Law Enforcement Tech
STATE AND LOCAL ROUNDUP | Delaware’s opioid legislative package … a flotilla of boats vs. Fla.’s red tide … and a Wyo. county commissioner rescued from mountain.
The company will also build a digital forensics training program.
The agency wants first responders’ clothing to be able to generate and store electricity.
After three days of operation, Washington Dulles International Airport’s biometric cameras identified a man allegedly attempting to use someone else’s passport to enter the U.S.
STATE AND LOCAL ROUNDUP | W.Va. governor visits his state’s capital city … breaking ground on the Digital Crossroads of America Data Center … and a mayor’s Twitter tattoo bet.
AT&T’s team is also working with states to get a liaison in every emergency operations center.
The city’s police department is moving forward with the second phase of testing weeks after the initial pilot program ended amid concerns raised by civil liberties groups.
"Software is only as smart as the information it’s fed," according to Brian Brackeen, CEO of Kairos.
A company that uses sensors to recognize the sound of gunshots could help solve the epidemic.
May was the city's 15th month of declining gun violence, which police attribute to increased hiring, strengthened community policing efforts and investments in technology.
STATE AND LOCAL ROUNDUP | San Francisco’s scooter ultimatum … La. safety-net hospitals may close … and no more $49 burgers for Conn. town budget meetings.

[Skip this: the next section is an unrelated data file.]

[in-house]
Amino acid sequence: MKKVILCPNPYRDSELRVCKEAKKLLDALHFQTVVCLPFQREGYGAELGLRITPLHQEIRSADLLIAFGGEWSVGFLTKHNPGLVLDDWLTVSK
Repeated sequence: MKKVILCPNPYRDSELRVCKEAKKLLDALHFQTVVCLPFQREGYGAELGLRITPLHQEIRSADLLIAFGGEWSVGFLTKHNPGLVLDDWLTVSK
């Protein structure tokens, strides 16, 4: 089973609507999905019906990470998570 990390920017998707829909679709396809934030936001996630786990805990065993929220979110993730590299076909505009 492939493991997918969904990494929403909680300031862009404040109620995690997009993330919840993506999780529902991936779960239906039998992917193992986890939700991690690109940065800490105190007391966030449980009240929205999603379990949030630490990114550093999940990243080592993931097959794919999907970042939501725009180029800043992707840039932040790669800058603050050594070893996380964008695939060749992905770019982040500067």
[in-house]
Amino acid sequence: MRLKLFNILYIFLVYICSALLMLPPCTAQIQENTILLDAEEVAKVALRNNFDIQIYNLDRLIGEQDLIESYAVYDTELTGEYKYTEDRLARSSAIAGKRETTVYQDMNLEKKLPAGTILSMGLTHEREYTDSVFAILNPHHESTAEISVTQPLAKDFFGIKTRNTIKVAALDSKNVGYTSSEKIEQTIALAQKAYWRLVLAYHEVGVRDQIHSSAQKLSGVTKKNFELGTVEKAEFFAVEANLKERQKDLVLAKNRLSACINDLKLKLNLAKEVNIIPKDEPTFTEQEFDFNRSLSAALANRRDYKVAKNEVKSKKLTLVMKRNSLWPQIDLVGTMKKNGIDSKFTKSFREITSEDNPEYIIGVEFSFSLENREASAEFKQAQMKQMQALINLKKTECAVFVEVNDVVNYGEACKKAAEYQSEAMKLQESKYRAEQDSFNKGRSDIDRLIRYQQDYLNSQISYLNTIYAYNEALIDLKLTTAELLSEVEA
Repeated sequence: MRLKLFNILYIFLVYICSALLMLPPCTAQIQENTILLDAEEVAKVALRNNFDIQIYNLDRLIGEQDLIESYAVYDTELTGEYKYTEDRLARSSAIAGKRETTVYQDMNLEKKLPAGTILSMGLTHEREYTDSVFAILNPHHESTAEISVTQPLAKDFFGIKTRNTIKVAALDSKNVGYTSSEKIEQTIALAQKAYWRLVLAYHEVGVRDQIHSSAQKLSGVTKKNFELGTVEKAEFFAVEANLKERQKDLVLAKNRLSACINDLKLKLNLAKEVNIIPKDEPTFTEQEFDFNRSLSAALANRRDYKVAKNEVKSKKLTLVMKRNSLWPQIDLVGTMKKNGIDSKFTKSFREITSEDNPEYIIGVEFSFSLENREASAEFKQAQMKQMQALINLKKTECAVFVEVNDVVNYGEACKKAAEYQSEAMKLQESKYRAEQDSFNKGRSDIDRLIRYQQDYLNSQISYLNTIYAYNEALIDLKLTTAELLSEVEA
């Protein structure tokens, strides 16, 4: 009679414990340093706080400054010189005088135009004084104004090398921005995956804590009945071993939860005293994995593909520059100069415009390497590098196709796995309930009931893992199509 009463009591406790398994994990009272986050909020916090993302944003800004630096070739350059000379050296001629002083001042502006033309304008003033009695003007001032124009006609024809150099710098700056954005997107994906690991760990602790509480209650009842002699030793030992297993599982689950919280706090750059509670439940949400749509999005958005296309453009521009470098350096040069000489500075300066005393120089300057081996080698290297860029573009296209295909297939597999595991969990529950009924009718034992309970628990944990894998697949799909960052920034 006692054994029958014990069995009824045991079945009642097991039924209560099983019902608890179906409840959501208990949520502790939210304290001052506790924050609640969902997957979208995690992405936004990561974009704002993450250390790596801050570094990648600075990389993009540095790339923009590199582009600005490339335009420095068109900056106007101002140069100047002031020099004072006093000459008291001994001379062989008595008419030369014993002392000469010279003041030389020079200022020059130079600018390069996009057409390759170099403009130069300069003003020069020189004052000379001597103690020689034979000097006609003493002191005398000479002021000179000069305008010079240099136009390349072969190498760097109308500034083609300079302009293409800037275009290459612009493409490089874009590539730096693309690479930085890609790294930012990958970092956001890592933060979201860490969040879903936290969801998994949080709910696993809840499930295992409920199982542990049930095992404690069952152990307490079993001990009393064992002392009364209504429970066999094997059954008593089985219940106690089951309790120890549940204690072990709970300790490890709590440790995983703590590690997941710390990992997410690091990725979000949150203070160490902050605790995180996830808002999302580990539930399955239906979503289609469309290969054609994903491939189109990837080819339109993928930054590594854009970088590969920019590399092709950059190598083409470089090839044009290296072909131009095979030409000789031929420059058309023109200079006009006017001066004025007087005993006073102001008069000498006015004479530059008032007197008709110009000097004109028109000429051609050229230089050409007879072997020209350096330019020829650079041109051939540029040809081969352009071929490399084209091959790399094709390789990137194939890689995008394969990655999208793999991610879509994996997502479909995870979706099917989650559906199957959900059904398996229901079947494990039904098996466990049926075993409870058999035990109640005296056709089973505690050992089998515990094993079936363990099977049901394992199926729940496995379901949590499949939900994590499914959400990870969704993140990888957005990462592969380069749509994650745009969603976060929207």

A device that resembles an old phonograph may soon be used to jam and shut down vehicles like the one that killed 10 people in Toronto.
Last week, Gov. Ralph Northam approved legislation that emerged as a lawmaking exercise by students.
STATE AND LOCAL ROUNDUP | Atlanta councilman loses access to 16 years of records … Oregon is a “beacon” for families struggling with fertility … Texas city poised to sell off more local parks ... and a Michigan county seeks to divert 90 percent of its trash.
New technology suggests automated machines might be the ones scanning your fingerprints from surfaces in the near future.
STATE AND LOCAL ROUNDUP | Austin bombings keep residents on high alert; Ariz. teachers plan sickout; D.C. mayor vs. Marco Rubio; San Francisco’s fur ban; and more tech jobs are heading to Missoula.
Facial recognition technology isn’t illegal. Still, many privacy advocates object to the software’s widespread use since it allows silent surveillance without consent.
Wearables are great—but they can't get in the way when firefighters and paramedics do their jobs.
Can commercial tech hold up in a mock disaster? The agency’s Science and Technology Directorate wants to find out.
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